I served this with mashed potatoes, crusty bread and, to finish, a simple green salad with a mustardy dressing. The next day I tried it with mashed sweet potatoes and I liked that even better; the prunes and sweet potatoes complemented each other nicely.

2 pounds boneless stewing beef (such as chuck, top or bottom round, shank), trimmed of tendons, excess fat and cut into approximately 1-inch pieces
1/3 cup all-purpose flour
2 tbsp butter, or more, if necessary
2 yellow onions, roughly chopped
2 celery sticks, thickly sliced
2 carrots, thickly sliced
1 clove garlic, thickly sliced
a pinch of red pepper flakes
1/3 cup balsamic vinegar
7 oz. prunes, soaked in brandy for 1 hour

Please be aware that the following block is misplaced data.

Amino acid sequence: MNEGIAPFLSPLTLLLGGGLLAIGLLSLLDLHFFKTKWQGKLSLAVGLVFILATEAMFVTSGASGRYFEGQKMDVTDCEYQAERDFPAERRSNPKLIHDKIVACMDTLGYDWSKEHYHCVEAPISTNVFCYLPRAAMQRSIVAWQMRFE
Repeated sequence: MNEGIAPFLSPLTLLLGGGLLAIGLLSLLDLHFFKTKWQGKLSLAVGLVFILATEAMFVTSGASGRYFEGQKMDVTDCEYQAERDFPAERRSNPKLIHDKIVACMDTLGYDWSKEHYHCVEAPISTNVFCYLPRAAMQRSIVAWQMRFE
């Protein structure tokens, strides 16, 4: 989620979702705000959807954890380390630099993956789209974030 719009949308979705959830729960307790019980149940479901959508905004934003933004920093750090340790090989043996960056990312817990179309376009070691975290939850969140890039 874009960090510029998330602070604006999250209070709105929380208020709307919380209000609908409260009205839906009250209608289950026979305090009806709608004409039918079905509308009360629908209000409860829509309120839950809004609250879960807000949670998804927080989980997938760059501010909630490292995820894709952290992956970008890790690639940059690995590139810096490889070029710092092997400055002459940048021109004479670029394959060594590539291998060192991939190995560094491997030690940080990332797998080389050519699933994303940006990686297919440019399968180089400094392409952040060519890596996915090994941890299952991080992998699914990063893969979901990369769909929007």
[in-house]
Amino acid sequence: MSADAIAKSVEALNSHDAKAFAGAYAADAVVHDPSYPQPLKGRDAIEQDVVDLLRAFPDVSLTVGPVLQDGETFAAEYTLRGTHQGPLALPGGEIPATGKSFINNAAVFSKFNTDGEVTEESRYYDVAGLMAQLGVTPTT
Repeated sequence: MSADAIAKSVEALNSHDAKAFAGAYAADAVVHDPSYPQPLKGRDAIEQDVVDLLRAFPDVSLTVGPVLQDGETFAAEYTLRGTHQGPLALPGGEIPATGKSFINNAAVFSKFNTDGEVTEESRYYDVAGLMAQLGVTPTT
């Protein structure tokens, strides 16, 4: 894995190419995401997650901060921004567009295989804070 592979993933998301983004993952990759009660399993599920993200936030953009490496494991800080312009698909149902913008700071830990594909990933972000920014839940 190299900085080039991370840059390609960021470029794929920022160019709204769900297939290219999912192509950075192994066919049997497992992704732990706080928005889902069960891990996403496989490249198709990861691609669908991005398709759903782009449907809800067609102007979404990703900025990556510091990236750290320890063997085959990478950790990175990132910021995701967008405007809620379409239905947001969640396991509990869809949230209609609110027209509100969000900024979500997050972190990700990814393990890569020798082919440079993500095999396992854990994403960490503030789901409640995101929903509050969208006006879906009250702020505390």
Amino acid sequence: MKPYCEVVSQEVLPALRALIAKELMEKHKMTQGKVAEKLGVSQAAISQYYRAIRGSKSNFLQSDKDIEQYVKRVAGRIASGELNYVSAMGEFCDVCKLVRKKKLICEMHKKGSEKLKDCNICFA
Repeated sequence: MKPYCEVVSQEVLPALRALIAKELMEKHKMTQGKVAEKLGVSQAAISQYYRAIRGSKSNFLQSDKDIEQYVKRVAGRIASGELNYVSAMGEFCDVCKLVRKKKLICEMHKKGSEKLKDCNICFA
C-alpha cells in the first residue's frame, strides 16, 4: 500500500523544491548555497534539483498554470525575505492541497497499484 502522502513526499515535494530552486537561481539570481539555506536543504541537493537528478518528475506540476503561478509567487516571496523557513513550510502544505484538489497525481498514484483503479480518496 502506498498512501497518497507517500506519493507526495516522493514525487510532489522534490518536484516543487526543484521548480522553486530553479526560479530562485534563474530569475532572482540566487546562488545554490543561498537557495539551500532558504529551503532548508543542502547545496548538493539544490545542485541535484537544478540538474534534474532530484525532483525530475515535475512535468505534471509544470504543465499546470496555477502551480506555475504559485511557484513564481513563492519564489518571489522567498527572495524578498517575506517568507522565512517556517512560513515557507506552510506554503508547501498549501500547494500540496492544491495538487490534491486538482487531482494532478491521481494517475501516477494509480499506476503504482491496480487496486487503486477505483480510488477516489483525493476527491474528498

4 bay leaves
4 branches of rosemary
one 4-inch piece licorice root
4 1/2 cups stock (beef, chicken, vegetable) or water
3 cups malt beer (I used Hermannator)
sugar and balsamic vinegar, to taste
2 tbsp butter, at room temperature
2 tbsp all-purpose flour

Pat the meat dry, season generously with salt and pepper and let rest in the fridge for at least one hour, preferably overnight.

Dredge the pieces of meat in flour seasoned with salt and pepper. Heat the butter in a large, deep pot over medium heat and brown the meat on all sides, using tongs to turn. You will likely have to do this in batches so you don't crowd the meat. Adjust the heat and/or add more butter, if necessary, so as to prevent burning. Browning is okay, but not blackening. Once the pieces are browned, transfer to a plate.